@John thanks for bringing up the eyebrows, and making me picture a Lex Luthor who has lost ALL body hair.

There are certainly lots of details like that to take into consideration. That is a nice point to deliver up. I supply the thoughts above as normal inspiration but clearly there are questions like the one you deliver up where an important thing will likely be working in trustworthy good faith. I don?t know if finest practices have emerged around things like that, but I’m certain that your job is clearly recognized as a fair game. Each girls and boys really feel the impression of only a second’s pleasure, for the remainder of their lives.

The set-up with Superboy saving Lex from a lab fire but accidentally making him bald and crazy/evil still has potential. Did Superboy feel guilty about what had happened? Did he blame himself for flipping Lex to the dark side? And maybe the chemicals did more than just make Lex bald: maybe they seeped into his brain and created physical changes, meaning that Lex is a victim really not responsible for his personality transformation. Has any writer explored these angles?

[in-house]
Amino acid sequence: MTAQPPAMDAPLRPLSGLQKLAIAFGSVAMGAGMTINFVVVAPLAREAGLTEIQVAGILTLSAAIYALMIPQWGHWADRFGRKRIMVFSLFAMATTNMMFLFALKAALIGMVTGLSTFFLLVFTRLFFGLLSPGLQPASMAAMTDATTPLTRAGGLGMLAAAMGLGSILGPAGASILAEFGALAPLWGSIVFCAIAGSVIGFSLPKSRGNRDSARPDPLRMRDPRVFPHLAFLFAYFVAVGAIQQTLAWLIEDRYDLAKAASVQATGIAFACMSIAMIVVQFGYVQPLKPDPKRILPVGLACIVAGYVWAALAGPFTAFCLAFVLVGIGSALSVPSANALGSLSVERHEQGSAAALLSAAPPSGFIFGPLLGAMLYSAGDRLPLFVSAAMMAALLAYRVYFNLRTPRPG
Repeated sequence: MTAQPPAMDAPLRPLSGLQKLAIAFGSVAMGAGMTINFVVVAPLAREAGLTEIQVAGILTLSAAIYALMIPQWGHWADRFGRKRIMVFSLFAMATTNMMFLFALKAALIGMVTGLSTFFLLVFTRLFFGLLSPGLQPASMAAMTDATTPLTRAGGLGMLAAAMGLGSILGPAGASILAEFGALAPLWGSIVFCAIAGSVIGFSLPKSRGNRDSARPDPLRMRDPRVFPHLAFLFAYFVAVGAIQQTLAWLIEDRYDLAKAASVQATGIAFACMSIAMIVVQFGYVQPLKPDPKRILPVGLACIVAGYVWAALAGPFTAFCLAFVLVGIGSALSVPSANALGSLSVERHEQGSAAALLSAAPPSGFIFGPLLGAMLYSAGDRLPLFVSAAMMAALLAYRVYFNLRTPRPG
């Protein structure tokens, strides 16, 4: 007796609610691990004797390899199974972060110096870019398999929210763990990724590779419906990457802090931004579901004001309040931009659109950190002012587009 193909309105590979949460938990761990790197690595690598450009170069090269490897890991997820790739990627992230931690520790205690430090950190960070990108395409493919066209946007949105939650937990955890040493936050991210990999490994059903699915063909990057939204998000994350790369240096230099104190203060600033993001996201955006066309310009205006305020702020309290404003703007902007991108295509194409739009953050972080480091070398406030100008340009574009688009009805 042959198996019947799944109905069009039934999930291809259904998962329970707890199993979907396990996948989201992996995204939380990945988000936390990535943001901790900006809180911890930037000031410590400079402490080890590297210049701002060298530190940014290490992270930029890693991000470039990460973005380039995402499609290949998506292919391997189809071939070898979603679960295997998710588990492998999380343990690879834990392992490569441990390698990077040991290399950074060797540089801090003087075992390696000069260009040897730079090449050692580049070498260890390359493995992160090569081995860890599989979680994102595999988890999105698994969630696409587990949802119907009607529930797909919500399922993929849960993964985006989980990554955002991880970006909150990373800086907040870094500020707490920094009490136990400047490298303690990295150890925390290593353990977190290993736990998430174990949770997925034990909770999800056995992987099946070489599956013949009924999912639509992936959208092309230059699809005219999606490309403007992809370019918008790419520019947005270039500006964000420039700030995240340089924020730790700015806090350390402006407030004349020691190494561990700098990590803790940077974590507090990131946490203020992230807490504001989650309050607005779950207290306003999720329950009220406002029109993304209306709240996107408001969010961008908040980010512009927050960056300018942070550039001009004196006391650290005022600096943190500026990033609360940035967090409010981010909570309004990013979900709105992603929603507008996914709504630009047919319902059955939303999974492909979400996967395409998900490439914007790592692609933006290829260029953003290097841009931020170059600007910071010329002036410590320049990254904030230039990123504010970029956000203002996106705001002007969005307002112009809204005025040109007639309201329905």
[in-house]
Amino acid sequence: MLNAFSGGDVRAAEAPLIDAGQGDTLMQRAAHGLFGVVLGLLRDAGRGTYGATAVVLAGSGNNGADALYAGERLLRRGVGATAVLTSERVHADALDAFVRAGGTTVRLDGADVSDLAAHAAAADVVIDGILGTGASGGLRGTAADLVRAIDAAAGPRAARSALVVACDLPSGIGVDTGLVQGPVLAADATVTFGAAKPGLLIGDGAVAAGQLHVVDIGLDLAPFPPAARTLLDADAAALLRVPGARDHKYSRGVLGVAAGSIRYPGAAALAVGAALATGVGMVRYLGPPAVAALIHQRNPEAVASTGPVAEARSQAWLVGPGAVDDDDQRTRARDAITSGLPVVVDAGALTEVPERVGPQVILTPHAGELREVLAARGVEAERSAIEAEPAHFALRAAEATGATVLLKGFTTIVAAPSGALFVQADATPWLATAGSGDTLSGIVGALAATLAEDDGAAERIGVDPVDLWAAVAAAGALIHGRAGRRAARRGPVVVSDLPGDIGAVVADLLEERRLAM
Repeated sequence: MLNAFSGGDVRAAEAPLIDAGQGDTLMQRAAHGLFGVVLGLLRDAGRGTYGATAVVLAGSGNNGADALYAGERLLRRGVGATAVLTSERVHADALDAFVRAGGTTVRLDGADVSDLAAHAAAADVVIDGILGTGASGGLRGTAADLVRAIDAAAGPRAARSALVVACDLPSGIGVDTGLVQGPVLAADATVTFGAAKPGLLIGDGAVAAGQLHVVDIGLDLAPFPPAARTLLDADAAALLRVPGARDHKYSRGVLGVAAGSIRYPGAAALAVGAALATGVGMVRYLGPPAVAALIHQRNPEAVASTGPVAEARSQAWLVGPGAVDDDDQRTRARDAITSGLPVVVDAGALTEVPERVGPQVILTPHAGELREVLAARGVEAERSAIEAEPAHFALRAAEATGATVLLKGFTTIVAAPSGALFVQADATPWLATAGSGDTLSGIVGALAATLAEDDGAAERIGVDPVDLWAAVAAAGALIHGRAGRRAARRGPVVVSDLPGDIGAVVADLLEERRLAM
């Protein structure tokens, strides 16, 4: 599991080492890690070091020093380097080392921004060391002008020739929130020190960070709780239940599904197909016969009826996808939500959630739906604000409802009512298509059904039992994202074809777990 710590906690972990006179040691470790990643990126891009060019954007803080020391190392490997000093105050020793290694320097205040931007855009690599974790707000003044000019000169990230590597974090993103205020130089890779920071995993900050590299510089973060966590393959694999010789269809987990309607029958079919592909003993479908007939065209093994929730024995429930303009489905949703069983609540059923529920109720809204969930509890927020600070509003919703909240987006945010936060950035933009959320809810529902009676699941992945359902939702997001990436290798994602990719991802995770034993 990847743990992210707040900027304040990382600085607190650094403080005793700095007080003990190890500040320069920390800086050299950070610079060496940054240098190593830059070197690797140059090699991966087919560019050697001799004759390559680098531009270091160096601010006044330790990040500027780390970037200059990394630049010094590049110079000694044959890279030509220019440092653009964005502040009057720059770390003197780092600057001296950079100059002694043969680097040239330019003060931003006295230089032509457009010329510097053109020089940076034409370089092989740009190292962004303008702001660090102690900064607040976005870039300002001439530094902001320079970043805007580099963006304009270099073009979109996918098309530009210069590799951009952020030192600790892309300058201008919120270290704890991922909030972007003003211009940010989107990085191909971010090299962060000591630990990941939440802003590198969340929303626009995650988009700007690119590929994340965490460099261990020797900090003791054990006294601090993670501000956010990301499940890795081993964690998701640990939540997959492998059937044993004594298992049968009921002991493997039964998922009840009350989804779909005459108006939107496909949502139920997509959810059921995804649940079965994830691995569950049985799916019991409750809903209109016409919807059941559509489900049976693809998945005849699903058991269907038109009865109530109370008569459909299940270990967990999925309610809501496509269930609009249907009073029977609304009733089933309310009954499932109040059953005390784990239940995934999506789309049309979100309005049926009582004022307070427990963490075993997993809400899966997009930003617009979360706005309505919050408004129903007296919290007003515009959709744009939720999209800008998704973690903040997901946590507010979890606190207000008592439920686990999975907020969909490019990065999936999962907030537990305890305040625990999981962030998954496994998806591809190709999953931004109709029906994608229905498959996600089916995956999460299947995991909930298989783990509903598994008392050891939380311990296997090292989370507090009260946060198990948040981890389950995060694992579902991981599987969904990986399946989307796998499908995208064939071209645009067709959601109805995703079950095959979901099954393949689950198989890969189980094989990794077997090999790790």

Good questions, Adam, except the idea of Lex being chemically changed. He’s more interesting as someone who makes conscious (or unconscious) choices.

Commander Benson

April 15, 2013 at 10:13 am

“Did Superboy feel guilty about [the incident which destroyed Luthor’s protoplasmic creation and caused his hair to fall out]? Did he blame himself for flipping Lex to the dark side?”

“The Luthor Nobody Knows”, from Superman # 292 (Oct., 1975)—the definitive Luthor story, for my money—suggests that Superman, at least, knew he screwed up in the careless way he rescued Luthor from the lab fire. (And there’s no question; it was careless. Not deliberate, as Luthor insisted, but, indeed, careless.)

Other tales from around this time hinted that the reason Superman never really went all out to ensure Luthor never caused trouble again was because of his guilt over his irresponsibility then.

However, whatever regret the Man of Steel may have felt for Luthor ended at the conclusion to a remarkable three-issue story that was published in Action Comics # 510-2 (Aug. through Oct., 1980).